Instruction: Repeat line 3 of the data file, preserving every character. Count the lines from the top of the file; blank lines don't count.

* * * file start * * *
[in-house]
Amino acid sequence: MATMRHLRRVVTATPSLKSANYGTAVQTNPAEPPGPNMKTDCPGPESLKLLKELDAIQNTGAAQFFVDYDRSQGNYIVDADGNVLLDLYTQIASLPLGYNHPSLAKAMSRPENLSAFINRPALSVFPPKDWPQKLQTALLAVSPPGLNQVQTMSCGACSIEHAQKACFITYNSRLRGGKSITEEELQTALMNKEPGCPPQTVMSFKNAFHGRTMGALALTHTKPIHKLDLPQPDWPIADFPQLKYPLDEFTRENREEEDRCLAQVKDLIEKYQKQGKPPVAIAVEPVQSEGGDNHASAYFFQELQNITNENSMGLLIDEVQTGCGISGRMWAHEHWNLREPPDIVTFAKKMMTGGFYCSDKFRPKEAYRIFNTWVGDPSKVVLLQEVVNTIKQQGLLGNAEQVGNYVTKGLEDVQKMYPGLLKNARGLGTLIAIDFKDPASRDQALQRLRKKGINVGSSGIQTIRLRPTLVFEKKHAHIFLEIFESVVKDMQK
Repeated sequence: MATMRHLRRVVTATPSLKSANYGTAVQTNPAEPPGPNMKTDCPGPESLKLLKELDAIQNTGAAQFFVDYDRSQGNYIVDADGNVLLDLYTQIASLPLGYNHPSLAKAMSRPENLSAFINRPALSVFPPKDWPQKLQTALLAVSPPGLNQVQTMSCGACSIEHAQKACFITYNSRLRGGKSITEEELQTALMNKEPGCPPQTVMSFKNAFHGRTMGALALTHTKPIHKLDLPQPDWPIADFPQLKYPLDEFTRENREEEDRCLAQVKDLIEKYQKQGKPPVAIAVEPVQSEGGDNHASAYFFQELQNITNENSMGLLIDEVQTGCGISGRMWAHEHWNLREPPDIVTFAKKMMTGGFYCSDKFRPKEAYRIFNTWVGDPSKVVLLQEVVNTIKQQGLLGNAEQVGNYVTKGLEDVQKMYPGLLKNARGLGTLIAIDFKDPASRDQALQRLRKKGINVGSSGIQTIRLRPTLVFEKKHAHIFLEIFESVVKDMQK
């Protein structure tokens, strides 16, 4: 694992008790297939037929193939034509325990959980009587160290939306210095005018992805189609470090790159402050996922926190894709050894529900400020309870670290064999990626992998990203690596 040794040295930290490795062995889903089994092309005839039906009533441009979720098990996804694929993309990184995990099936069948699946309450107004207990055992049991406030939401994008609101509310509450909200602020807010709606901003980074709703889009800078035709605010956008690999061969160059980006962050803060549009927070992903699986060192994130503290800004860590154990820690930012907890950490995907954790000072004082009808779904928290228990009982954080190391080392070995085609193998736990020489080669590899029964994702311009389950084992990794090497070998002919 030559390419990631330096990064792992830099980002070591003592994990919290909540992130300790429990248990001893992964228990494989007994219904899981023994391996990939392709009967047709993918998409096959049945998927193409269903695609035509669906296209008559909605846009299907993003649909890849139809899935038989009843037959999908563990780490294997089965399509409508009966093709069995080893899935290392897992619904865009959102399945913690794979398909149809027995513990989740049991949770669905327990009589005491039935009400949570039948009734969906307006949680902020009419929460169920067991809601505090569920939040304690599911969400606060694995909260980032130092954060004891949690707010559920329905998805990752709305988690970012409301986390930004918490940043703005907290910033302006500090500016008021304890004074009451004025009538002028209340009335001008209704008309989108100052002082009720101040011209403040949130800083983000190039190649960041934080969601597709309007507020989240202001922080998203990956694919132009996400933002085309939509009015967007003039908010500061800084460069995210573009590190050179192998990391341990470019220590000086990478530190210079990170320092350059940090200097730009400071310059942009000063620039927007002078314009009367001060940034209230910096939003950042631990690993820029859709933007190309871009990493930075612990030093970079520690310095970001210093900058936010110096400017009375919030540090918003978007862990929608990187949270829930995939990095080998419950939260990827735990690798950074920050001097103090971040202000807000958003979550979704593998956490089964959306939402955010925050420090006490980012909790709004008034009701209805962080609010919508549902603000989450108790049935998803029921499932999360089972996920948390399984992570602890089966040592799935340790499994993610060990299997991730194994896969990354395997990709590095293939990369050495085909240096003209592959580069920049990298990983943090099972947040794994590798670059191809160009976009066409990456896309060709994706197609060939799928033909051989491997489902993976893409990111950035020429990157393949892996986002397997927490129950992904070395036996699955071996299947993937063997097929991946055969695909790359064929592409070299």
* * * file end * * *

Repeated sequence: MATMRHLRRVVTATPSLKSANYGTAVQTNPAEPPGPNMKTDCPGPESLKLLKELDAIQNTGAAQFFVDYDRSQGNYIVDADGNVLLDLYTQIASLPLGYNHPSLAKAMSRPENLSAFINRPALSVFPPKDWPQKLQTALLAVSPPGLNQVQTMSCGACSIEHAQKACFITYNSRLRGGKSITEEELQTALMNKEPGCPPQTVMSFKNAFHGRTMGALALTHTKPIHKLDLPQPDWPIADFPQLKYPLDEFTRENREEEDRCLAQVKDLIEKYQKQGKPPVAIAVEPVQSEGGDNHASAYFFQELQNITNENSMGLLIDEVQTGCGISGRMWAHEHWNLREPPDIVTFAKKMMTGGFYCSDKFRPKEAYRIFNTWVGDPSKVVLLQEVVNTIKQQGLLGNAEQVGNYVTKGLEDVQKMYPGLLKNARGLGTLIAIDFKDPASRDQALQRLRKKGINVGSSGIQTIRLRPTLVFEKKHAHIFLEIFESVVKDMQK